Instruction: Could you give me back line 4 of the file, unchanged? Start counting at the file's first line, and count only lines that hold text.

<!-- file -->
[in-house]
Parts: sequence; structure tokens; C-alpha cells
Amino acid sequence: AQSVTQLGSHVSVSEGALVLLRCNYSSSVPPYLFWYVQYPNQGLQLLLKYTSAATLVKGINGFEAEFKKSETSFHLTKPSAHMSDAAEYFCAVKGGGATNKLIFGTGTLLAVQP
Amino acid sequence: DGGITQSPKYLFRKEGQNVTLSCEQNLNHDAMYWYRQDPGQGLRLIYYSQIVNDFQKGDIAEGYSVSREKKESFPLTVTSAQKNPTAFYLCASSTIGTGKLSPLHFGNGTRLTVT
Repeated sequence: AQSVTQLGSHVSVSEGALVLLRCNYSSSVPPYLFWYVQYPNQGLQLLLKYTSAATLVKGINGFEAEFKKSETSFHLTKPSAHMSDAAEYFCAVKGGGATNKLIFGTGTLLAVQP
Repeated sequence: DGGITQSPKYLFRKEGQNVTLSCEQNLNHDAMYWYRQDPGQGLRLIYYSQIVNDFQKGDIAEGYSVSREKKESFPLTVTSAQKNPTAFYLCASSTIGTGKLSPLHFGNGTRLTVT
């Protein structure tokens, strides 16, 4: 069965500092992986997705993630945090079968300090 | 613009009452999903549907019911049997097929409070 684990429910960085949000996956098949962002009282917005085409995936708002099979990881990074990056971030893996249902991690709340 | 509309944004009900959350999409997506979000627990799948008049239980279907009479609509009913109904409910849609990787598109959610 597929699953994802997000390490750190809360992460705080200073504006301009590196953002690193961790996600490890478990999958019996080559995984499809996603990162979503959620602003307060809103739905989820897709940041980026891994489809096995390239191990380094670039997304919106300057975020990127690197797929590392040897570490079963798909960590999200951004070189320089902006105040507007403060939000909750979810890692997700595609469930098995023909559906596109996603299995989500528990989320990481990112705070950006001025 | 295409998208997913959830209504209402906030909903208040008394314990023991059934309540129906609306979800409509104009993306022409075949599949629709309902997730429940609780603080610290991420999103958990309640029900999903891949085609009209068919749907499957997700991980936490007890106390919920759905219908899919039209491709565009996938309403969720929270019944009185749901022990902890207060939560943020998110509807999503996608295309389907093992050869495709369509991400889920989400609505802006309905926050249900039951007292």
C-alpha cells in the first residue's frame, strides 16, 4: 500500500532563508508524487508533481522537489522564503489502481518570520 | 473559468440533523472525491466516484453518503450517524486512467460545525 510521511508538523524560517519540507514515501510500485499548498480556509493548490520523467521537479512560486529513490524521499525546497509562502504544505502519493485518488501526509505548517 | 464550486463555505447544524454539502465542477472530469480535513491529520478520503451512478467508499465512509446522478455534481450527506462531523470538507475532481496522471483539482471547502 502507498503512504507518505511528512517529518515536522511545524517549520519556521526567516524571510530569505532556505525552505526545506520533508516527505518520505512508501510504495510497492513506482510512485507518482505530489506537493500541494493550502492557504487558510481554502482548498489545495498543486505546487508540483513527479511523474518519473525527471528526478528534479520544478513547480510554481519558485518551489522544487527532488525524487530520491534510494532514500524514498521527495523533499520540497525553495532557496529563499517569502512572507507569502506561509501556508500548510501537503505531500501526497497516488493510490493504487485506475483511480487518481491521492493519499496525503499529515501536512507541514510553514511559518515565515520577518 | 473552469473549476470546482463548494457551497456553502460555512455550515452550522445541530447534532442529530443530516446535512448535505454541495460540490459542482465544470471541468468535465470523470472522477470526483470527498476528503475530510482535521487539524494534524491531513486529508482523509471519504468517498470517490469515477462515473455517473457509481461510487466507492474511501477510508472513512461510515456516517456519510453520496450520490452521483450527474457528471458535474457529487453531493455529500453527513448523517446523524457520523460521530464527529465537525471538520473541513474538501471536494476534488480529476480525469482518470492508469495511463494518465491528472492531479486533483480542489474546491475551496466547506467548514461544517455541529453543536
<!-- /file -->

Amino acid sequence: DGGITQSPKYLFRKEGQNVTLSCEQNLNHDAMYWYRQDPGQGLRLIYYSQIVNDFQKGDIAEGYSVSREKKESFPLTVTSAQKNPTAFYLCASSTIGTGKLSPLHFGNGTRLTVT